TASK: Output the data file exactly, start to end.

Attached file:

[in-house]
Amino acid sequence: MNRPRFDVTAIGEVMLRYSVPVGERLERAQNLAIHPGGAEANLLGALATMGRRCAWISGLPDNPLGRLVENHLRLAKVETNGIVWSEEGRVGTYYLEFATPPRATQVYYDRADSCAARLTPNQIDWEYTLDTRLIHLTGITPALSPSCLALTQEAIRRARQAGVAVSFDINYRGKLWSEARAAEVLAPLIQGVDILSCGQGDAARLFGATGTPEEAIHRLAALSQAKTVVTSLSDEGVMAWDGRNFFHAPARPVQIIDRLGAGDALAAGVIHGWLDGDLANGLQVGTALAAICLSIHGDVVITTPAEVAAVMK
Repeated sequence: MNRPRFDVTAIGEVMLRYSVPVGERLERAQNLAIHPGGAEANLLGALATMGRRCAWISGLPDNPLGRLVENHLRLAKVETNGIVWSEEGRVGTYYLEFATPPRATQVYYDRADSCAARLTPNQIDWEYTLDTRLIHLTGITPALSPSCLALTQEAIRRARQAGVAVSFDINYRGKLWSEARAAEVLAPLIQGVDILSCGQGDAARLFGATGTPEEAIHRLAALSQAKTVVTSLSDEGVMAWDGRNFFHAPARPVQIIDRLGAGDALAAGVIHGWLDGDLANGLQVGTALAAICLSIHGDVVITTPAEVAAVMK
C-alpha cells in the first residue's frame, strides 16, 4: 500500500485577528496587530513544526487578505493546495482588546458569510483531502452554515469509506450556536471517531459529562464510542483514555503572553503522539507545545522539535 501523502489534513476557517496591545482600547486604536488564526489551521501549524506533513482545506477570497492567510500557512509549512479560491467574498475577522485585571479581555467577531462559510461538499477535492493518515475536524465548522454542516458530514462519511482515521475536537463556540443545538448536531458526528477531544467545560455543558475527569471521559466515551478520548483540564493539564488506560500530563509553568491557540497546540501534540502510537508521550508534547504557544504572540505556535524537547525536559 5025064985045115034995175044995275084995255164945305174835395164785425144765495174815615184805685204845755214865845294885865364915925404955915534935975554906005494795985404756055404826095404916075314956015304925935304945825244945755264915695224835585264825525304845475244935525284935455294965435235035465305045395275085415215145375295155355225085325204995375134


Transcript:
[in-house]
Amino acid sequence: MNRPRFDVTAIGEVMLRYSVPVGERLERAQNLAIHPGGAEANLLGALATMGRRCAWISGLPDNPLGRLVENHLRLAKVETNGIVWSEEGRVGTYYLEFATPPRATQVYYDRADSCAARLTPNQIDWEYTLDTRLIHLTGITPALSPSCLALTQEAIRRARQAGVAVSFDINYRGKLWSEARAAEVLAPLIQGVDILSCGQGDAARLFGATGTPEEAIHRLAALSQAKTVVTSLSDEGVMAWDGRNFFHAPARPVQIIDRLGAGDALAAGVIHGWLDGDLANGLQVGTALAAICLSIHGDVVITTPAEVAAVMK
Repeated sequence: MNRPRFDVTAIGEVMLRYSVPVGERLERAQNLAIHPGGAEANLLGALATMGRRCAWISGLPDNPLGRLVENHLRLAKVETNGIVWSEEGRVGTYYLEFATPPRATQVYYDRADSCAARLTPNQIDWEYTLDTRLIHLTGITPALSPSCLALTQEAIRRARQAGVAVSFDINYRGKLWSEARAAEVLAPLIQGVDILSCGQGDAARLFGATGTPEEAIHRLAALSQAKTVVTSLSDEGVMAWDGRNFFHAPARPVQIIDRLGAGDALAAGVIHGWLDGDLANGLQVGTALAAICLSIHGDVVITTPAEVAAVMK
C-alpha cells in the first residue's frame, strides 16, 4: 500500500485577528496587530513544526487578505493546495482588546458569510483531502452554515469509506450556536471517531459529562464510542483514555503572553503522539507545545522539535 501523502489534513476557517496591545482600547486604536488564526489551521501549524506533513482545506477570497492567510500557512509549512479560491467574498475577522485585571479581555467577531462559510461538499477535492493518515475536524465548522454542516458530514462519511482515521475536537463556540443545538448536531458526528477531544467545560455543558475527569471521559466515551478520548483540564493539564488506560500530563509553568491557540497546540501534540502510537508521550508534547504557544504572540505556535524537547525536559 5025064985045115034995175044995275084995255164945305174835395164785425144765495174815615184805685204845755214865845294885865364915925404955915534935975554906005494795985404756055404826095404916075314956015304925935304945825244945755264915695224835585264825525304845475244935525284935455294965435235035465305045395275085415215145375295155355225085325204995375134